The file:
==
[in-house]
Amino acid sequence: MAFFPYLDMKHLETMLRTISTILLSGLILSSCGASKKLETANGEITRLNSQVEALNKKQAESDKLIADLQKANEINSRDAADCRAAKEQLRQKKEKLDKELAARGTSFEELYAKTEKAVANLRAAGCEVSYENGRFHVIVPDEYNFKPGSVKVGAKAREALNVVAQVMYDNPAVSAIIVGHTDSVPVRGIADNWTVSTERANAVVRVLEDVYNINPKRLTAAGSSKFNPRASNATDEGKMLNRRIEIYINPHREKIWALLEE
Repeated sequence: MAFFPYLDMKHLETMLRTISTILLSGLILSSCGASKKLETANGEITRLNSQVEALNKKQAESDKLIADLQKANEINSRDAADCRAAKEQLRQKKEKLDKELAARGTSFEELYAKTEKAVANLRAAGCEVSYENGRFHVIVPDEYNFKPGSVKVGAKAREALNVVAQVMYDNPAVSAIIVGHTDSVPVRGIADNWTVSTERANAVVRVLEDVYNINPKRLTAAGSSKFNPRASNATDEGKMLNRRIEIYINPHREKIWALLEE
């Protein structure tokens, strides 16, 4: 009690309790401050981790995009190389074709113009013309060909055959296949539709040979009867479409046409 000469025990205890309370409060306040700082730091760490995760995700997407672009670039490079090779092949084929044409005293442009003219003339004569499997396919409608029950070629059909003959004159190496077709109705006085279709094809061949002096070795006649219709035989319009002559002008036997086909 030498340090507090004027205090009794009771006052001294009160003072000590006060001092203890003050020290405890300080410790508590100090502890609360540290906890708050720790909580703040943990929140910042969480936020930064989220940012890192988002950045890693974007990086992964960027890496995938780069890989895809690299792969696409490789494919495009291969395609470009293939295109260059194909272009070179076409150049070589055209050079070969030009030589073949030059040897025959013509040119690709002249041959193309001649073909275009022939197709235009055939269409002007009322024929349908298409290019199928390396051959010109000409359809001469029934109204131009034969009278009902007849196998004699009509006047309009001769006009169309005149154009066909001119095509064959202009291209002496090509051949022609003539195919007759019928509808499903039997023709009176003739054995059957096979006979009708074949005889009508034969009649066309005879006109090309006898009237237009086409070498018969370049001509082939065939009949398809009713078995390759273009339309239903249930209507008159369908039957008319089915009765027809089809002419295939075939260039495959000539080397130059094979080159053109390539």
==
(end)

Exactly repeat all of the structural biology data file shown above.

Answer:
[in-house]
Amino acid sequence: MAFFPYLDMKHLETMLRTISTILLSGLILSSCGASKKLETANGEITRLNSQVEALNKKQAESDKLIADLQKANEINSRDAADCRAAKEQLRQKKEKLDKELAARGTSFEELYAKTEKAVANLRAAGCEVSYENGRFHVIVPDEYNFKPGSVKVGAKAREALNVVAQVMYDNPAVSAIIVGHTDSVPVRGIADNWTVSTERANAVVRVLEDVYNINPKRLTAAGSSKFNPRASNATDEGKMLNRRIEIYINPHREKIWALLEE
Repeated sequence: MAFFPYLDMKHLETMLRTISTILLSGLILSSCGASKKLETANGEITRLNSQVEALNKKQAESDKLIADLQKANEINSRDAADCRAAKEQLRQKKEKLDKELAARGTSFEELYAKTEKAVANLRAAGCEVSYENGRFHVIVPDEYNFKPGSVKVGAKAREALNVVAQVMYDNPAVSAIIVGHTDSVPVRGIADNWTVSTERANAVVRVLEDVYNINPKRLTAAGSSKFNPRASNATDEGKMLNRRIEIYINPHREKIWALLEE
């Protein structure tokens, strides 16, 4: 009690309790401050981790995009190389074709113009013309060909055959296949539709040979009867479409046409 000469025990205890309370409060306040700082730091760490995760995700997407672009670039490079090779092949084929044409005293442009003219003339004569499997396919409608029950070629059909003959004159190496077709109705006085279709094809061949002096070795006649219709035989319009002559002008036997086909 030498340090507090004027205090009794009771006052001294009160003072000590006060001092203890003050020290405890300080410790508590100090502890609360540290906890708050720790909580703040943990929140910042969480936020930064989220940012890192988002950045890693974007990086992964960027890496995938780069890989895809690299792969696409490789494919495009291969395609470009293939295109260059194909272009070179076409150049070589055209050079070969030009030589073949030059040897025959013509040119690709002249041959193309001649073909275009022939197709235009055939269409002007009322024929349908298409290019199928390396051959010109000409359809001469029934109204131009034969009278009902007849196998004699009509006047309009001769006009169309005149154009066909001119095509064959202009291209002496090509051949022609003539195919007759019928509808499903039997023709009176003739054995059957096979006979009708074949005889009508034969009649066309005879006109090309006898009237237009086409070498018969370049001509082939065939009949398809009713078995390759273009339309239903249930209507008159369908039957008319089915009765027809089809002419295939075939260039495959000539080397130059094979080159053109390539």